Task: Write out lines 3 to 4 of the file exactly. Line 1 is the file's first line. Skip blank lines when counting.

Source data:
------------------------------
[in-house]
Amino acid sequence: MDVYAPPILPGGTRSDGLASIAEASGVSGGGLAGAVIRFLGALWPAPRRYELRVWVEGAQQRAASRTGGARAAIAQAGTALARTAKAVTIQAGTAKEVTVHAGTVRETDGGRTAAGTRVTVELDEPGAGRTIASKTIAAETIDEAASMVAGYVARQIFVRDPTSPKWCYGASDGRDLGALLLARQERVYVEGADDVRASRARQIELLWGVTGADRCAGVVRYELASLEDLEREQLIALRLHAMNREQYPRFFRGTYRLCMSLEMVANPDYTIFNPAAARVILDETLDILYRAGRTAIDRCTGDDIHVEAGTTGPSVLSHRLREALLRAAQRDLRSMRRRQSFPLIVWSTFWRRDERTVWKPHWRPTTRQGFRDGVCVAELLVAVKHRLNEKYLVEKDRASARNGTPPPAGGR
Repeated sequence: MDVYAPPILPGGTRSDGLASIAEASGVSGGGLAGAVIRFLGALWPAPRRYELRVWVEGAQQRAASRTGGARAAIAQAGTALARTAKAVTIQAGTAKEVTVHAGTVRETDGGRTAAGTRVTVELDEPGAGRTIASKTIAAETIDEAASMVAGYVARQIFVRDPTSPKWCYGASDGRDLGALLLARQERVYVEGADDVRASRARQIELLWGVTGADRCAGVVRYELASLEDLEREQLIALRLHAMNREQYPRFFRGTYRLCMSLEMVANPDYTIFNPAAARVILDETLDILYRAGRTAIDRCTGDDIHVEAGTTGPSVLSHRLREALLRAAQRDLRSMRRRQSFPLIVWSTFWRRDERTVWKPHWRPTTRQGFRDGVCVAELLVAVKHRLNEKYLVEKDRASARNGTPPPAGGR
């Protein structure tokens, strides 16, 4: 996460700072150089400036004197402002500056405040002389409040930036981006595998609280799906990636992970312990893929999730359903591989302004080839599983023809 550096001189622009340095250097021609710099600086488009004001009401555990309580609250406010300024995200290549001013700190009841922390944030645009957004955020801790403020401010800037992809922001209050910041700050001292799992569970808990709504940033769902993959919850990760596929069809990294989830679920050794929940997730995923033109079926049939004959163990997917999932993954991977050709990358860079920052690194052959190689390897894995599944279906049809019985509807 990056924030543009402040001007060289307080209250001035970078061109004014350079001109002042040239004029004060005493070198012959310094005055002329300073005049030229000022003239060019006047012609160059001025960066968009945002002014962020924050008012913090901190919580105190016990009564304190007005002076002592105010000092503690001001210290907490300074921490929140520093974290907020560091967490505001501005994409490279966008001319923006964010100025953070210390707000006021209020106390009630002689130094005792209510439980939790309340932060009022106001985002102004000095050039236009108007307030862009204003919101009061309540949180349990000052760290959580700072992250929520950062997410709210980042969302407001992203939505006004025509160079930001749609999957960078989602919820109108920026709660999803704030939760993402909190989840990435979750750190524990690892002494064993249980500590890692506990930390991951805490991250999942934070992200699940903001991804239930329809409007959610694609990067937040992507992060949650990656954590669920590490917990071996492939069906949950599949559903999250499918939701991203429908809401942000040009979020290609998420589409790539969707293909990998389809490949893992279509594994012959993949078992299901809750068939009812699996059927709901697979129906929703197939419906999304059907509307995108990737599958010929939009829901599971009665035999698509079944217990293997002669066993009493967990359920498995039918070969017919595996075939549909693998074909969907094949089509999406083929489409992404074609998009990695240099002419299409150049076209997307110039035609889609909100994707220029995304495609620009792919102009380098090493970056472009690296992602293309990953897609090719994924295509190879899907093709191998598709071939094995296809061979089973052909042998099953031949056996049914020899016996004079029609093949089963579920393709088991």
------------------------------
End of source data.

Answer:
Repeated sequence: MDVYAPPILPGGTRSDGLASIAEASGVSGGGLAGAVIRFLGALWPAPRRYELRVWVEGAQQRAASRTGGARAAIAQAGTALARTAKAVTIQAGTAKEVTVHAGTVRETDGGRTAAGTRVTVELDEPGAGRTIASKTIAAETIDEAASMVAGYVARQIFVRDPTSPKWCYGASDGRDLGALLLARQERVYVEGADDVRASRARQIELLWGVTGADRCAGVVRYELASLEDLEREQLIALRLHAMNREQYPRFFRGTYRLCMSLEMVANPDYTIFNPAAARVILDETLDILYRAGRTAIDRCTGDDIHVEAGTTGPSVLSHRLREALLRAAQRDLRSMRRRQSFPLIVWSTFWRRDERTVWKPHWRPTTRQGFRDGVCVAELLVAVKHRLNEKYLVEKDRASARNGTPPPAGGR
């Protein structure tokens, strides 16, 4: 996460700072150089400036004197402002500056405040002389409040930036981006595998609280799906990636992970312990893929999730359903591989302004080839599983023809 550096001189622009340095250097021609710099600086488009004001009401555990309580609250406010300024995200290549001013700190009841922390944030645009957004955020801790403020401010800037992809922001209050910041700050001292799992569970808990709504940033769902993959919850990760596929069809990294989830679920050794929940997730995923033109079926049939004959163990997917999932993954991977050709990358860079920052690194052959190689390897894995599944279906049809019985509807 990056924030543009402040001007060289307080209250001035970078061109004014350079001109002042040239004029004060005493070198012959310094005055002329300073005049030229000022003239060019006047012609160059001025960066968009945002002014962020924050008012913090901190919580105190016990009564304190007005002076002592105010000092503690001001210290907490300074921490929140520093974290907020560091967490505001501005994409490279966008001319923006964010100025953070210390707000006021209020106390009630002689130094005792209510439980939790309340932060009022106001985002102004000095050039236009108007307030862009204003919101009061309540949180349990000052760290959580700072992250929520950062997410709210980042969302407001992203939505006004025509160079930001749609999957960078989602919820109108920026709660999803704030939760993402909190989840990435979750750190524990690892002494064993249980500590890692506990930390991951805490991250999942934070992200699940903001991804239930329809409007959610694609990067937040992507992060949650990656954590669920590490917990071996492939069906949950599949559903999250499918939701991203429908809401942000040009979020290609998420589409790539969707293909990998389809490949893992279509594994012959993949078992299901809750068939009812699996059927709901697979129906929703197939419906999304059907509307995108990737599958010929939009829901599971009665035999698509079944217990293997002669066993009493967990359920498995039918070969017919595996075939549909693998074909969907094949089509999406083929489409992404074609998009990695240099002419299409150049076209997307110039035609889609909100994707220029995304495609620009792919102009380098090493970056472009690296992602293309990953897609090719994924295509190879899907093709191998598709071939094995296809061979089973052909042998099953031949056996049914020899016996004079029609093949089963579920393709088991």